Page | 18                                         Last reviewed: January 2020 Next review: 2021
APPENDIX FIVE

Annual Risk Management Checklist
School Name:
Date of
Review:
Who completed     Name:
this checklist?   Position:
Review given      Name
to:               Position
Comments:

General Information
1. How many current students have been diagnosed as being at risk of
   anaphylaxis, and have been prescribed an Adrenaline Autoinjector?
2. How many of these students carry their Adrenaline Autoinjector on their
   person?
3. Have any students ever had an allergic reaction requiring medical                     Yes     No
   intervention at school?
    a. If Yes, how many times?
4. Have any students ever had an Anaphylactic Reaction at school?                        Yes     No
    a. If Yes, how many students?
    b. If Yes, how many times
5. Has a staff member been required to administer an Adrenaline Autoinjector             Yes     No
   to a student?
    a. If Yes, how many times?
6. Was every incident in which a student suffered an anaphylactic reaction               Yes     No
   reported via the Incident Reporting and Information System (IRIS)?

SECTION 1: Individual Anaphylaxis Management Plans
7. Does every student who has been diagnosed as being at risk of anaphylaxis             Yes     No
   and prescribed an Adrenaline Autoinjector have an Individual Anaphylaxis
   Management Plan and ASCIA Action Plan completed and signed by a
   prescribed Medical Practitioner?
8. Are all Individual Anaphylaxis Management Plans reviewed regularly with               Yes     No
   Parents (at least annually)?

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9. Do the Individual Anaphylaxis Management Plans set out strategies to
   minimise the risk of exposure to allergens for the following in-school and
   out of class settings?
    a. During classroom activities, including elective classes                              Yes     No
    b. In canteens or during lunch or snack times                                           Yes     No
    c. Before and after School, in the school yard and during breaks                        Yes     No
    d. For special events, such as sports days, class parties and extra-curricular          Yes     No
       activities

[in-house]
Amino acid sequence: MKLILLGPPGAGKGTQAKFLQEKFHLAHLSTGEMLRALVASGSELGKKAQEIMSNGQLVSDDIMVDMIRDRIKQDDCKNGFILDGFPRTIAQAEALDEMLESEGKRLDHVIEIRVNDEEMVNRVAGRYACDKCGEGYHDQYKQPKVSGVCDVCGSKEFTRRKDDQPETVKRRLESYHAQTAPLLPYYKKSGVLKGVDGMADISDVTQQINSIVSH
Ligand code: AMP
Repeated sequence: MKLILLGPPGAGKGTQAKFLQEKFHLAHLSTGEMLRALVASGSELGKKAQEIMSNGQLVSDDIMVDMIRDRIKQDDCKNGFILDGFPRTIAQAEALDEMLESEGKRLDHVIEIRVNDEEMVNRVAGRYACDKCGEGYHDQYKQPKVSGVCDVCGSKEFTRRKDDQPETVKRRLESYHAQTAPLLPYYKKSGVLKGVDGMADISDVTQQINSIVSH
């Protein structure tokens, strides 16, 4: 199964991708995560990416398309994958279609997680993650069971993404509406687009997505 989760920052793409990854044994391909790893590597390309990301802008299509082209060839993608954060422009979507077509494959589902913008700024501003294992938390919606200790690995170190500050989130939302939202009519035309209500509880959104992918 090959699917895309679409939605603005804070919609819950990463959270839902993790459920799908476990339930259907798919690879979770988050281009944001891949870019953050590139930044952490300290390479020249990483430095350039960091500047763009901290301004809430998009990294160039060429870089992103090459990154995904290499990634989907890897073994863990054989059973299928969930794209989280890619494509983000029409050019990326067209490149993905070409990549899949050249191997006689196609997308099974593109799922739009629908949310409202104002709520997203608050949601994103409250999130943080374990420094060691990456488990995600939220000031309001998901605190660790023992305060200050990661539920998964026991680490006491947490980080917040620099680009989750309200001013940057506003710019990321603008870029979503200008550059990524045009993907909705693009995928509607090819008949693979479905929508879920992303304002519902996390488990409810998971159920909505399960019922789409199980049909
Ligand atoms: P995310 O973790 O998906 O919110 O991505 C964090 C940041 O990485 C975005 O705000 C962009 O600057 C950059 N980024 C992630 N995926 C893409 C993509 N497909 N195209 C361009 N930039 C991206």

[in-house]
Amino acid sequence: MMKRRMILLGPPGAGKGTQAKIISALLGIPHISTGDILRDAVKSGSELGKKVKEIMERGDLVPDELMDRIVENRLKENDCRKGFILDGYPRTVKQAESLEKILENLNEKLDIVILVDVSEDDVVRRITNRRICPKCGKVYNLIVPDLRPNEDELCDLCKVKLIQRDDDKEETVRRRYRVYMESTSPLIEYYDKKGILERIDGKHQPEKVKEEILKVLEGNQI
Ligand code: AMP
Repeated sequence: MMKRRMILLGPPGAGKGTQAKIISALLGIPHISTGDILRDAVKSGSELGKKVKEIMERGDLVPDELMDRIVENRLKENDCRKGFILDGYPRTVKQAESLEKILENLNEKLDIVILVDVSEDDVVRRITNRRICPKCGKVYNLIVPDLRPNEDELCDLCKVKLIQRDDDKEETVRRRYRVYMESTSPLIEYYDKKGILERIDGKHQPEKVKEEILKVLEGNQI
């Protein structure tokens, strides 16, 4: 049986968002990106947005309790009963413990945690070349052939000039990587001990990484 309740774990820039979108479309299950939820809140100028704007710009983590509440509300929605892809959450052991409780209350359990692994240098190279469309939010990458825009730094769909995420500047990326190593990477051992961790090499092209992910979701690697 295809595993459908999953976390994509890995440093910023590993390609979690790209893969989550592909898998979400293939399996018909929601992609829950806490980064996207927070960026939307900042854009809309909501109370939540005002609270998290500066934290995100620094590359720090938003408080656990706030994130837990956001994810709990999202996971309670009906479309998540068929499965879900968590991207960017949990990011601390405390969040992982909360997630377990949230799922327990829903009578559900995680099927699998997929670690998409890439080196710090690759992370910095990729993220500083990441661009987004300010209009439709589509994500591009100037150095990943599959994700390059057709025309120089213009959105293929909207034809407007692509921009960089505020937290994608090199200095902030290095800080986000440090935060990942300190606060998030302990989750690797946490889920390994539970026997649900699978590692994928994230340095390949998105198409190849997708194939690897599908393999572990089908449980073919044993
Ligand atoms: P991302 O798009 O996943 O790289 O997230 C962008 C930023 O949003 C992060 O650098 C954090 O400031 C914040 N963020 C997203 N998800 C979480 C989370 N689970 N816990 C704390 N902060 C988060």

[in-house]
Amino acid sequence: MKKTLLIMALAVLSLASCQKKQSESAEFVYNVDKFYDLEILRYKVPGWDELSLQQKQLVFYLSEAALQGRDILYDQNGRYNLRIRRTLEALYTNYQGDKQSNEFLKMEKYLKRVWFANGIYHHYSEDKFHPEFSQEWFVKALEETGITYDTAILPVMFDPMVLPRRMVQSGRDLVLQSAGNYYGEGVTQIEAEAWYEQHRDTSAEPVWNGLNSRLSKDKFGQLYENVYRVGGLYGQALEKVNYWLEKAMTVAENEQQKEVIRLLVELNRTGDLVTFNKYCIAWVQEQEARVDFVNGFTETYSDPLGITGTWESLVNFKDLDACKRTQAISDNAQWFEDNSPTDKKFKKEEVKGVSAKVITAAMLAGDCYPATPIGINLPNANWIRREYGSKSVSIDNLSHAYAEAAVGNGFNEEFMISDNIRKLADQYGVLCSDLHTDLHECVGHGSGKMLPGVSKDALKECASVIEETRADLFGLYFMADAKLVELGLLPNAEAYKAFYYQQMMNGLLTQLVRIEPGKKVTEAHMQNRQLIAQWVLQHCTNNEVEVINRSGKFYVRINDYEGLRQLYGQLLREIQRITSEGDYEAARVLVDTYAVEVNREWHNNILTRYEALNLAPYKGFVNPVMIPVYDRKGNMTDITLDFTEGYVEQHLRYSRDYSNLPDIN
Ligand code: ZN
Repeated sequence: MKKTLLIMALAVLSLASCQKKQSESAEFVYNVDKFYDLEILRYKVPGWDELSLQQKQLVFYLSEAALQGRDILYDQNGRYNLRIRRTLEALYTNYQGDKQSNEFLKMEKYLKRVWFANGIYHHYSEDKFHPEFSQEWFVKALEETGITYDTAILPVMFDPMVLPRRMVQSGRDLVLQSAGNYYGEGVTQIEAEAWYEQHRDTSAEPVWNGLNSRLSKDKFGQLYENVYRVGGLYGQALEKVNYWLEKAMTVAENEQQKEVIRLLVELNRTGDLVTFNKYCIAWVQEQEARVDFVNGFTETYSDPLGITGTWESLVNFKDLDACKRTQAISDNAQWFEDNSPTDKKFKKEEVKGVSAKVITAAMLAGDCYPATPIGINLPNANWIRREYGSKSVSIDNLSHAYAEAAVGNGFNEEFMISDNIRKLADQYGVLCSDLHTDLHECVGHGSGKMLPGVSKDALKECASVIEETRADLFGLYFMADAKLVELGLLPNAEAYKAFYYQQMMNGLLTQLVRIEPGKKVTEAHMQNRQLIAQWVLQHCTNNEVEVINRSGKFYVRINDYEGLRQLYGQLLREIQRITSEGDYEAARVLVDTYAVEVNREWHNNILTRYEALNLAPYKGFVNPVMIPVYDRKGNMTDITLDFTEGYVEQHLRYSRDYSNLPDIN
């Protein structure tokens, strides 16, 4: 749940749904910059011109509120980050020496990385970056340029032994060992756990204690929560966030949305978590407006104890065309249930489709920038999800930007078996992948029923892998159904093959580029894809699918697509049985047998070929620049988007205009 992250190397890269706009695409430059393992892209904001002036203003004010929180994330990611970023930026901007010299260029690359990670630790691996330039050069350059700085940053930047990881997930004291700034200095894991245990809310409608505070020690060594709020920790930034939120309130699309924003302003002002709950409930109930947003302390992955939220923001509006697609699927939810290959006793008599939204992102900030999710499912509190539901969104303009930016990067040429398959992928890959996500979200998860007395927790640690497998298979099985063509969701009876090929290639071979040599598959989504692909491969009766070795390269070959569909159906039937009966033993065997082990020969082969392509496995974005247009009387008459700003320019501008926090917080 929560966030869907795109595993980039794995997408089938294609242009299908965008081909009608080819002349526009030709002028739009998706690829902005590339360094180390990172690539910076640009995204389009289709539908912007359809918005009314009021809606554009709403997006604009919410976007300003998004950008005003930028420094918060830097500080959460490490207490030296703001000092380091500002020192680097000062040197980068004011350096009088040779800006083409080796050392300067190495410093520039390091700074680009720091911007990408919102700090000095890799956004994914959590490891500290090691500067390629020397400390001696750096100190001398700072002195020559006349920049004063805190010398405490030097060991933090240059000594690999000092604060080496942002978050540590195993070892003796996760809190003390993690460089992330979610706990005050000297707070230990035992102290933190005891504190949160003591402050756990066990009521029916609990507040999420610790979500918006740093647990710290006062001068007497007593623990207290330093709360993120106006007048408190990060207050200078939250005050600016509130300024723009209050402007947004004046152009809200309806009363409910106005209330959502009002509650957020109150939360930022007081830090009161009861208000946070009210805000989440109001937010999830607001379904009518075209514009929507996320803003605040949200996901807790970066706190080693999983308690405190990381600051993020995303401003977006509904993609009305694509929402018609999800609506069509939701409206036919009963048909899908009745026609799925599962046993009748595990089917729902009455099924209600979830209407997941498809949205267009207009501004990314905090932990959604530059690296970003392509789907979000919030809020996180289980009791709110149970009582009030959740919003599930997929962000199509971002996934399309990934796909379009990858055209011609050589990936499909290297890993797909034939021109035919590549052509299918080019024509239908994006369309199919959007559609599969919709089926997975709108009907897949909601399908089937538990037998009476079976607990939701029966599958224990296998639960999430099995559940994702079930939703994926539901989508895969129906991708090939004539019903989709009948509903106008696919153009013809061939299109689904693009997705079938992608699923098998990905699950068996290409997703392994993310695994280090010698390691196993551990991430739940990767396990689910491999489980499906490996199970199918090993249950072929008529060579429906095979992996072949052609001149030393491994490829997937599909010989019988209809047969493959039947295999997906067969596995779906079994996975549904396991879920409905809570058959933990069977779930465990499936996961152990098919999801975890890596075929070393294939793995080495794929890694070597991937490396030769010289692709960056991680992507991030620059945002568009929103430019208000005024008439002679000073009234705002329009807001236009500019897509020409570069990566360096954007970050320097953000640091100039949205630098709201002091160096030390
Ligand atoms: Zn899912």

e. For excursions and camps                                                             Yes     No
    f. Other                                                                                Yes     No
10. Do all students who carry an Adrenaline Autoinjector on their person have               Yes     No
    a copy of their ASCIA Action Plan kept at the School (provided by the
    Parent)?
    a. Where are they kept?

11. Does the ASCIA Action Plan include a recent photo of the student?                       Yes     No

SECTION 2: Storage and Accessibility of Adrenaline Autoinjectors
12. Where are the student(s) Adrenaline Autoinjectors stored?
13. Do all School Staff know where the School’s Adrenaline Autoinjectors for                Yes     No
    General Use are stored?
14. Are the Adrenaline Autoinjectors stored at room temperature (not                        Yes     No
    refrigerated)?
15. Is the storage safe?                                                                    Yes     No
16. Is the storage unlocked and accessible to School Staff at all times?                    Yes     No
Comments:
17. Are the Adrenaline Autoinjectors easy to find?                                          Yes     No
Comments:
18. Is a copy of student’s Individual Anaphylaxis Management Plan (including                Yes     No
    the ASCIA Action Plan) kept together with the student’s Adrenaline
    Autoinjector?
19. Are the Adrenaline Autoinjectors and Individual Anaphylaxis Management                  Yes     No
    Plans (including the ASCIA Action Plans) clearly labelled with the
    student’s names?
20. Has someone been designated to check the Adrenaline Autoinjector expiry                 Yes     No
    dates on a regular basis?
Who?
…………………………………………………………………………………
Page | 20                                           Last reviewed: January 2020 Next review: 2021
21. Are there Adrenaline Autoinjectors which are currently in the possession of             Yes     No
    the School and which have expired?
22. Has the School signed up to EpiClub or ANA-alert (optional free reminder                Yes     No
    services)?
23. Do all School Staff know where the Adrenaline Autoinjectors and the                     Yes     No
    Individual Anaphylaxis Management Plans are stored?
24. Has the School purchased Adrenaline Autoinjector(s) for General Use, and                Yes     No
    have they been placed in the School’s first aid kit(s)?
25. Where are these first aid kits located?
26. Is the Adrenaline Autoinjector for General Use clearly labelled as the                  Yes     No
    ‘General Use’ Adrenaline Autoinjector?
27. Is there a register for signing Adrenaline Autoinjectors in and out when                Yes     No
    taken for excursions, camps etc?

SECTION 3: Prevention Strategies
28. Have you done a risk assessment to identify potential accidental exposure to            Yes     No
    allergens for all students who have been diagnosed as being at risk of
    anaphylaxis?
29. Have you implemented any of the prevention strategies in the Anaphylaxis                Yes     No
    Guidelines? If not record why?
30. Have all School Staff who conduct classes with students with a medical                  Yes     No
    condition that relates to allergy and the potential for anaphylactic reaction